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Re: Bigger DSA keys
On Fri, Sep 16, 2005 at 03:41:13PM -0700, "Hal Finney" wrote:
> The new DSS keys will, according to what I have heard, be for two sizes:
> 2048 and 3072 bits, and will use SHA-224 and SHA-256 respectively.
> (SHA-224 is not presently an OpenPGP algorithm; it is basically a
> truncated version of SHA-256 with a different internal initial value).
> This will allow for larger keys and use a different hash than SHA-1.
For this reason, I'd agree with Ian and just ignore the 2048/224 key
specification. Too much trouble for no gain.
> 1. Just use the new sizes with the existing DSA keys. Instead of only
> 512-1024 bits, let DSA keys also be 2048 and 3072 bits, and enforce the
> proper hash algorithms in software.
I like this solution. If old implementations do not do very silly things
when encountering such signatures (e.g. claiming them to be bad signatures
as opposed to unverifiable), it is the cleanest way to go about it.
> 2. Use a new algorithm ID for the new DSA keys, which would be only
> for 2048 and 3072 bits. The old algorithm ID would continue to be
> used for old DSA keys.
This approach would eat up the algorithm identifier space and provide very
little advantage. It is reasonable to expect new DSS key specifications
every decade, if NIST continues its current practices.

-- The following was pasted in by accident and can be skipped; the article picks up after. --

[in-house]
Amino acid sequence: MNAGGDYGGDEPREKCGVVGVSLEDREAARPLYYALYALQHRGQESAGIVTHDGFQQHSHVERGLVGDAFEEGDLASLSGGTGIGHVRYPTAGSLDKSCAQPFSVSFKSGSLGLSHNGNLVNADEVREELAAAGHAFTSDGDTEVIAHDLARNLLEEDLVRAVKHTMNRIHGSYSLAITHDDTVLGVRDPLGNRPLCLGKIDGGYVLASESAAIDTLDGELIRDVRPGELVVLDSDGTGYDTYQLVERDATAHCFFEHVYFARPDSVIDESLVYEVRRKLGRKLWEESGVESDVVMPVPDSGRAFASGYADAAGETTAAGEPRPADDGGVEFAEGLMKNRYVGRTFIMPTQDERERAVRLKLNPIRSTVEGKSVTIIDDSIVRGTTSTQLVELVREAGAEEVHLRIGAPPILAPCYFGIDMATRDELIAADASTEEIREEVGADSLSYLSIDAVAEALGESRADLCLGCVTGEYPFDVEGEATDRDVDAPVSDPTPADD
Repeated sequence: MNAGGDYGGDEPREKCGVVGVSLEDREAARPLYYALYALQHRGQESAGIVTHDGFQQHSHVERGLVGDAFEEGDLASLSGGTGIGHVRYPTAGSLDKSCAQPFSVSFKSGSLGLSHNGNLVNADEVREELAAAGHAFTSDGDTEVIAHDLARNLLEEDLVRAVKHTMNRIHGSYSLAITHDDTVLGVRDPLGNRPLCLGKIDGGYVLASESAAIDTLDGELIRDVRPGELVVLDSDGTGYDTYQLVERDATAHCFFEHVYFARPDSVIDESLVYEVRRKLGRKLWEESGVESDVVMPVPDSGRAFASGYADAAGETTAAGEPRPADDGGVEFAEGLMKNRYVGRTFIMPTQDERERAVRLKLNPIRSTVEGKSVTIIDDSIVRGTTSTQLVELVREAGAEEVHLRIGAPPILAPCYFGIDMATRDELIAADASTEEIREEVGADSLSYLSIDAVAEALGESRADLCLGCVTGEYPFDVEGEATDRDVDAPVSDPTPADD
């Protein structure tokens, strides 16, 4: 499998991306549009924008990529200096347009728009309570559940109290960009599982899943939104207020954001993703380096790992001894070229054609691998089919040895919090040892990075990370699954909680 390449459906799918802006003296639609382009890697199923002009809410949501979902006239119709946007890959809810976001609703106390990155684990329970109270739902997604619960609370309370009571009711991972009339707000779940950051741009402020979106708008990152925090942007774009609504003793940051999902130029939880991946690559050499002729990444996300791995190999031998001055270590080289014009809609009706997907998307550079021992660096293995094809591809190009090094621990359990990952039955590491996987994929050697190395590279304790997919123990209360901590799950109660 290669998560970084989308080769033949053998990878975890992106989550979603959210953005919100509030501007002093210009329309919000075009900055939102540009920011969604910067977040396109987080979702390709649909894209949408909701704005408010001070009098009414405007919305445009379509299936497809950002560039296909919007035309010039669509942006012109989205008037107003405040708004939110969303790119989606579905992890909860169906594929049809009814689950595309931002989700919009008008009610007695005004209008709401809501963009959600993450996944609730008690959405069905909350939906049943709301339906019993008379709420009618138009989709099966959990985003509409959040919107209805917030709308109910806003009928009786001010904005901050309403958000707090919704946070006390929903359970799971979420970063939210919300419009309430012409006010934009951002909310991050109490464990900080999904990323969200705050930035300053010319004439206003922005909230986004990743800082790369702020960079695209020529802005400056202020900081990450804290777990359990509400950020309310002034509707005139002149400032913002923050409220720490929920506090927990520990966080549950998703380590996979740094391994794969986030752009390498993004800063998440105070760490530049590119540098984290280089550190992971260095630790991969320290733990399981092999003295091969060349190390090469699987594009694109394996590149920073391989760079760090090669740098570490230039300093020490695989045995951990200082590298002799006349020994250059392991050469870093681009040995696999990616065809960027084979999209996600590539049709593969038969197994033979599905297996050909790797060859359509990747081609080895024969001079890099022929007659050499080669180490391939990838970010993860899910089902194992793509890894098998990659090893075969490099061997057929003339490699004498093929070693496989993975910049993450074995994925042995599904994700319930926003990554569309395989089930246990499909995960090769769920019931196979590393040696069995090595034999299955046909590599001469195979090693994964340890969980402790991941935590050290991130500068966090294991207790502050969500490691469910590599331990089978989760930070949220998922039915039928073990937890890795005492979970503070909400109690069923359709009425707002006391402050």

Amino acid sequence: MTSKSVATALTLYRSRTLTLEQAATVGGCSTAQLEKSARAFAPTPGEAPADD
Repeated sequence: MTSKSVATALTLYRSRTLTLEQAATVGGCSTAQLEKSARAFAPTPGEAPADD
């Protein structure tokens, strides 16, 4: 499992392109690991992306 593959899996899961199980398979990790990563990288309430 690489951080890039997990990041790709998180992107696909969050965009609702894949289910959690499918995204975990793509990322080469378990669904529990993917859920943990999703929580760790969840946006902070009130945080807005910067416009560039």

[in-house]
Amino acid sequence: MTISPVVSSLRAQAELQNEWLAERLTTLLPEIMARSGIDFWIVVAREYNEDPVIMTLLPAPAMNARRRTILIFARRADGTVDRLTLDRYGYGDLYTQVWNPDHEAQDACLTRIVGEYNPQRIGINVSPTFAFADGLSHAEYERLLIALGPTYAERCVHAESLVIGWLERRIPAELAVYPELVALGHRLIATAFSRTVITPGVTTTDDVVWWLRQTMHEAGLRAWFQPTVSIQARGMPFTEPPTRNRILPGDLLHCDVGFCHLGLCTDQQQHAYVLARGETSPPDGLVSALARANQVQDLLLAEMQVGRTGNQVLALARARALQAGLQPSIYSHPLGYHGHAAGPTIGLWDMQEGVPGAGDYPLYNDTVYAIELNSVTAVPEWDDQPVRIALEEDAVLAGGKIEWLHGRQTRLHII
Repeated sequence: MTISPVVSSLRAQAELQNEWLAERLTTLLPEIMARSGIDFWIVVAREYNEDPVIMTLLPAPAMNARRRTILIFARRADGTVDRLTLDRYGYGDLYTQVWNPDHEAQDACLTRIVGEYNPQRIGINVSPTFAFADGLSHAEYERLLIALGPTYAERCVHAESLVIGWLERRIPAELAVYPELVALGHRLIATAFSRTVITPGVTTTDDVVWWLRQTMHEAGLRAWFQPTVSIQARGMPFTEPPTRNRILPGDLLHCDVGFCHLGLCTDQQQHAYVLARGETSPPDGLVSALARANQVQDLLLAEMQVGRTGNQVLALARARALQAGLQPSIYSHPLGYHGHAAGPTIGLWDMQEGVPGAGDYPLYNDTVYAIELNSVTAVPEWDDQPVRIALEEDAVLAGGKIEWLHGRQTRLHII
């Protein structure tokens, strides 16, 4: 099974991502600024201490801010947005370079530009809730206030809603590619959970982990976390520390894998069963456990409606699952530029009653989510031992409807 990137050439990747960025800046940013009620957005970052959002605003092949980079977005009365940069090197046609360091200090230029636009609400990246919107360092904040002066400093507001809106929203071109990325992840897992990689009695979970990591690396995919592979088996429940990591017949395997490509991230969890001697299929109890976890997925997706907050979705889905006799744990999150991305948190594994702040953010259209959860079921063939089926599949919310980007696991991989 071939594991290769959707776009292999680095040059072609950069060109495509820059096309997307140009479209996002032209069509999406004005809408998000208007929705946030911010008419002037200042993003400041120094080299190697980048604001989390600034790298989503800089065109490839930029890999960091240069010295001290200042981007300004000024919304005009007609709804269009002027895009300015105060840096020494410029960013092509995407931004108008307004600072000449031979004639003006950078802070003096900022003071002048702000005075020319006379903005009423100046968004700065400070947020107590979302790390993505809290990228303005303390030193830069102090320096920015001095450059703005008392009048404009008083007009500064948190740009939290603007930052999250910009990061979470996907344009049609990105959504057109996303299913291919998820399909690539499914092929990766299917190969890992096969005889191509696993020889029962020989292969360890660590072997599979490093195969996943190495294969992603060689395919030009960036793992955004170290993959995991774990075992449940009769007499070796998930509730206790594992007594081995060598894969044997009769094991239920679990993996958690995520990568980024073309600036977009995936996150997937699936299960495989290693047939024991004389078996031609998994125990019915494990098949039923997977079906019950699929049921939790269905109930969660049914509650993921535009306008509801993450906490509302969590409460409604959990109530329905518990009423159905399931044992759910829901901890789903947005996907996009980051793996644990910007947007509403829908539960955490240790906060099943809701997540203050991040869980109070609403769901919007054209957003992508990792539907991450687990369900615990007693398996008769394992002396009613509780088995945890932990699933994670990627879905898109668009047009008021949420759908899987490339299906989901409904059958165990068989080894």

> 3. Use a new key packet version number for the new DSA keys, V5.
> Perhaps V5 keys could use a SHA-256 based fingerprint. This would
> represent a clean break from the old way.
Let's wait with that. There are several problems with the v4 key formats and
using SHA-256 for fingerprinting is not necessarily a good idea, given that
its design is quickly becoming obsolete.
> Between the first two, I would propose to decide largely on the basis of
> backwards compatibility. Obviously signatures made with new-style DSA
> keys will not be verifiable in old code. The question is how gracefully
> existing implementations will fail when presented with such keys and
> signatures, in either the first or second form. Testing on current
> implementations could provide guidance as to which way of making the
> change will cause the least trouble.
That's a very reasonable suggestion.